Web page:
So far, I’ve been able to take away two important lessons from my Lenten journey so far:
Life is hard. Our days are filled with many demands, and sometimes we fail to meet them. People will disappoint us. We may hurt others by our words or actions. We find ourselves exasperated, or at times feeling hopeless. But the one who hopes in the Lord knows that all of these trials of being human bring us to the Cross and teach us sacrificial love. This weekend at mass I was told, “Lent is a school of charity. Life is a school of charity” (Msgr. Andrew Wadsworth). As we navigate these crosses, God is literally stretching our hearts to be open to love – the love of the Cross – so that when we reach heaven, our hearts are like Christ’s sacred heart. And if he stretches our hearts through pain and sorrow, imagine how much God stretches our hearts through hope and joy! Through every trial and every gift we are being molded to become more Christ-like, capable of infinite love. If we could truly fathom this infinite love that God is preparing us for, we would live life on our knees in awe of the Cross. Truly we can say that life is a school of love, a school of charity.
The readings today teach us how we can plant our roots to let the Lord more fully direct our lives. We are consistently given the image of a tree whose roots are planted near running water. This tree’s leaves never fade, and in even drought, it still bears fruit. For me, this tree represents my cross, whose confidence must rely solely in the Lord. God can only keep my leaves evergreen if I live off of his waters, God will perform miracles in my life if I let him. Truly letting go of my pride and independence is so hard, yet extremely humbling. It truly takes confidence and prayer. In this school of charity, I’ve learned that even the simplest of prayers can help me submit my cross to God each day: “Multiply my time, Lord,” or “Let me see you where you need me to.” When I say these prayers and trust God to fulfill them, he does. He’s stretching my heart to know his love. He carries my crosses for me. Truly, I am a mere student in this school of charity.
As you pray today over your takeaways from Lent so far, I pray that you come to find peace in how the Lord is trying to carry your cross through His school of charity, and that you call upon the grace to let him do so. I pray that you reflect on where your tree is planted and that you want to live by God’s living streams. Ultimately, I pray that you know how loved you are. You are so loved that God is stretching your heart so that you may become more like him. He wants you to know infinite love, who is our Lord Jesus himself.
“I pray that you, being rooted and firmly established in love, may be able to comprehend with all the saints what is the length and width, height and depth of God’s love.” – Ephesians 3:17-18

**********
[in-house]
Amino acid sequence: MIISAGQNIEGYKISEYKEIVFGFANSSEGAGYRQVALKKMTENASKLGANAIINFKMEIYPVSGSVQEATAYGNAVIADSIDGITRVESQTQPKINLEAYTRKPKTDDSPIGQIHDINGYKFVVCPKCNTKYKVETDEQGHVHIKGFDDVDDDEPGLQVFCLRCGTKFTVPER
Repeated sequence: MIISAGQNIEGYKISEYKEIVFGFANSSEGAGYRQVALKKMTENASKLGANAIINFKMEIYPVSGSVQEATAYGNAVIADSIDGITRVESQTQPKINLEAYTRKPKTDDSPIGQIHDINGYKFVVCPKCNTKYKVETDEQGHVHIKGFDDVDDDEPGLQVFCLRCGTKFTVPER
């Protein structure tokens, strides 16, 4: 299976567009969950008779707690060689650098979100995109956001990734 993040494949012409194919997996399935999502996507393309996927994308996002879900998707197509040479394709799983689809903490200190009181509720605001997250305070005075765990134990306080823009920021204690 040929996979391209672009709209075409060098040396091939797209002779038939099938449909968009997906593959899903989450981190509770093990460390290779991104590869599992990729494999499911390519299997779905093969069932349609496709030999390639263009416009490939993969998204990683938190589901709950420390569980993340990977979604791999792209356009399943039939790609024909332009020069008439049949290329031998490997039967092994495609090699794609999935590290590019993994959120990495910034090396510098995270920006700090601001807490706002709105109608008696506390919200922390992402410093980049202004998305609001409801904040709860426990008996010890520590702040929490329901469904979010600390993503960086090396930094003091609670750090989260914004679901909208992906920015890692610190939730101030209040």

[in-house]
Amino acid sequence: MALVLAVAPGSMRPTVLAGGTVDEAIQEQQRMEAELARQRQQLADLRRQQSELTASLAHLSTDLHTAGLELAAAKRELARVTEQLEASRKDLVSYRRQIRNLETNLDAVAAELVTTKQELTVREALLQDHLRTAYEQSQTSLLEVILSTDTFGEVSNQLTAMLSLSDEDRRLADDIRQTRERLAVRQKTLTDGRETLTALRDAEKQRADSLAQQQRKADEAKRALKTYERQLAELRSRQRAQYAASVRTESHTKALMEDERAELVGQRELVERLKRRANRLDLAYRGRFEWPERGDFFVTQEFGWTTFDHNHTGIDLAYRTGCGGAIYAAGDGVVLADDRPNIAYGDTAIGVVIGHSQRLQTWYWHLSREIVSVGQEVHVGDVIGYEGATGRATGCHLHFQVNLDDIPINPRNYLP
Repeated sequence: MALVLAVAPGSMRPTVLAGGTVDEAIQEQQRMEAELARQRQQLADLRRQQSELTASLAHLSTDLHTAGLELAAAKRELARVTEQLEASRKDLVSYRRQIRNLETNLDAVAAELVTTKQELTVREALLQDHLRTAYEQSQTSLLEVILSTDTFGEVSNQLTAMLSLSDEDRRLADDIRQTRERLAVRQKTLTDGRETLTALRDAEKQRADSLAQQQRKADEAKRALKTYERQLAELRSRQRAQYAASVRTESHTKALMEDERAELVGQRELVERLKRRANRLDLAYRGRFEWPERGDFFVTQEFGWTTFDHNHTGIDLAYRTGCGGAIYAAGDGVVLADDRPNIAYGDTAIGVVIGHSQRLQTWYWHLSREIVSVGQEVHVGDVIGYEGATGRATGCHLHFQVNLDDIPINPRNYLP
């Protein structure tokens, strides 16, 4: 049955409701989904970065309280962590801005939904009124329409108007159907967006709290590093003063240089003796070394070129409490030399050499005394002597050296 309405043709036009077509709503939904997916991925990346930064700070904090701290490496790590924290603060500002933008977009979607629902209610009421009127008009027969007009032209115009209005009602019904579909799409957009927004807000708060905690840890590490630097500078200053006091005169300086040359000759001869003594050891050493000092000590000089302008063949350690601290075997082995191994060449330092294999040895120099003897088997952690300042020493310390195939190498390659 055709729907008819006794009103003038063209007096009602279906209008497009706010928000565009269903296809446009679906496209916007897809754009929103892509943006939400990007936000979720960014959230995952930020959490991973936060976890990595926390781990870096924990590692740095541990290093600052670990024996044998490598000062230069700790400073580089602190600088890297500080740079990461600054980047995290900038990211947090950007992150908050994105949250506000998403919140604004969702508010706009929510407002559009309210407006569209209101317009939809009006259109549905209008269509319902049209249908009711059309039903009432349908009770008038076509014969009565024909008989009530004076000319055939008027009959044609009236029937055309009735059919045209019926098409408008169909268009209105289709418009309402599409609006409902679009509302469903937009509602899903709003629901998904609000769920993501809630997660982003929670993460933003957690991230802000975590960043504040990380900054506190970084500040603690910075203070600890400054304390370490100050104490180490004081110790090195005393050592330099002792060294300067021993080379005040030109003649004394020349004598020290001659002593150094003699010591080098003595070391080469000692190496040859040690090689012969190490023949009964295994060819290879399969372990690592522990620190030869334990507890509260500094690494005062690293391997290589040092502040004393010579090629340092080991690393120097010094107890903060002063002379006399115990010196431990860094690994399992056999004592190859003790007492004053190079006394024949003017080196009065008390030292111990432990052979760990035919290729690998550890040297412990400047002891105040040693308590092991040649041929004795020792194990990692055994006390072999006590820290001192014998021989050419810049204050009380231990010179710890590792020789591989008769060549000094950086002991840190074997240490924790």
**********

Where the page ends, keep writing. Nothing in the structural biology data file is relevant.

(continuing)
Alyce Anderson is a teacher in Washington, D.C.
To celebrate the Catholic Apostolate Center passing 50,000 "likes" on Facebook, Communications and Social Media Intern Andrew Buonopane created a list of 50 Ways to Enjoy your Faith. This is the third post in a five-part series where we'll share the whole list. Check back on the first Tuesday of the month for another installment!
#29 - Devotion to St. Joseph
St. Joseph is a great role model for all Catholics. Through his devotion to Mary and Jesus St. Joseph teaches us about familial love. The month of March celebrates St. Joseph including on his feast day on March 19th!
#28 - Learn what it means to be priest, prophet, and king
We often hear about Christ being referred to as priest, prophet, and king, but did you know that these three titles can also apply to other areas of the Church as well? Take some time to research how you can live out the role of priest, prophet, and king in your own life.
#27 - Assume the best intentions
It’s easy to rush to judgment, but sometimes we can be too hasty. This Lenten season, instead of getting frustrated and making quick judgments, try to see the best in everyone even when it is difficult.
#26 - Learn about the New Evangelization
The New Evangelization is talked about a lot, but have you taken the time to learn more about it and how you can be a model of the New Evangelization in your own life? Try checking out our New Evangelization Resource page to learn more!
#25 - Make a friend!
We can often become comfortable in our social lives, sticking with the people we are comfortable with. But making new friends is rewarding (even if it can be difficult to do). Try making a new friend this month and see how new a relationship can enrich your life.
#24 – Take a friend to Mass
Try inviting someone new to Mass this Sunday. Perhaps they are Catholic and haven’t been to Mass in a while or perhaps they have never been before.
#23 - Liturgy of the Hours
Have you ever prayed liturgy of the hours before? If not try it! Liturgy of the Hours is a great way to keep prayer a part of your entire day. For more information check out our Prayer and Catechesis resource page!
#22 – Rosary
The Rosary is a great way to show devotion to the Blessed Mother. If it’s been a while since you last prayed a Rosary, pray one this week!
#21 - Faith & Reason
Faith and Reason often can often be painted as at odds with each other. But in fact, they are very complementary. If it’s not something you’ve thought about before, check out this article where Pope Francis discusses how faith and reason intersect.
To read the previous installment in this series, click here: Part I | Part II
Andrew Buonopane is the Communications and Social Media Intern at the Catholic Apostolate Center